Students: Joseph Fiore, Eduardo Barboza, Natalie Layman, Kevin Yoo, Abraar Khan, Enoch Li, Parawee Pumwongpitak and Jianxin Zhu.

Abstract: Electric vehicles are becoming more and more popular because of rising gasoline prices. Yet, electric vehicles still have problems like long charge times and short driving distances. Inspired by biology, we are producing environmentally friendly nanosized battery materials that have unique shapes and sizes for the next generation of highly efficient electric cars.

(8) Making the next generation of solar cells from biologically inspired sunscreens?

Students: Louis Lancaster, Jennifer Cedillo, Alejandra Julian, Is’haq Al Kindi, Wei Tan and Wenting Hou.

Abstract: With soaring oil prices and environmental pollution, there is an increasing attention on clean and cheap renewable energy, such as solar cells. Using processes inspired from biological systems, we are taking materials found in sunscreen and shrinking them down to the nanoscale to make the next generation of solar cells.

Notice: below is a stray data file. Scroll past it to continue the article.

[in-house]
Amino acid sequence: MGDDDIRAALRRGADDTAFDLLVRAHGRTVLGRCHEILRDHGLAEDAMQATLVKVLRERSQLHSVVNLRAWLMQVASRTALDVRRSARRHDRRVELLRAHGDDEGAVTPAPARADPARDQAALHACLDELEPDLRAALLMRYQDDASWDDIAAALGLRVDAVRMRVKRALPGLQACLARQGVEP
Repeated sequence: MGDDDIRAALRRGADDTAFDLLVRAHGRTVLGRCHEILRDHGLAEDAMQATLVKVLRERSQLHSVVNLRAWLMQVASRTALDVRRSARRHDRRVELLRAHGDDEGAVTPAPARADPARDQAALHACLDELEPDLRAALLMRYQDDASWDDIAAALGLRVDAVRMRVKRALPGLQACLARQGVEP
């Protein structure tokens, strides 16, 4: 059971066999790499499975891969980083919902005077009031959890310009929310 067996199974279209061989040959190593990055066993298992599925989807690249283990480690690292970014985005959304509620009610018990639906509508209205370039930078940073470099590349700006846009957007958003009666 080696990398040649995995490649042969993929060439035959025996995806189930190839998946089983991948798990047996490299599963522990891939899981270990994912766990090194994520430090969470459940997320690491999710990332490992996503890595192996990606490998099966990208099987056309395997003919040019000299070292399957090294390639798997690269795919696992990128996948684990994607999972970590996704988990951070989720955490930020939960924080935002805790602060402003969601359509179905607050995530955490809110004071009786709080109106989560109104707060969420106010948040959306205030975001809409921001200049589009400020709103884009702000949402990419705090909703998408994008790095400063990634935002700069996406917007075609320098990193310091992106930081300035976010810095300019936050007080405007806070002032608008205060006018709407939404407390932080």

(9) What snails teach us about making armor

Students: Ziran Wang, Josue Castellanos, Fabian Gutierrez, Ramon Magana and Chris Salinas.

Abstract: Through the long course of evolution, marine snails (mollusks) such as the abalone have perfected the structure of their shells at the nanoscale, all for the single purpose of survival. With a brick and mortar structure, their shield is 3,000 times stronger than its building material – chalk. How can we learn from their “engineering” and apply our knowledge and resources to produce better armor?

The research presented was funded by the National Science Foundation, Air Force Office of Scientific Research, Army Research Office and Winston Chung Global Energy.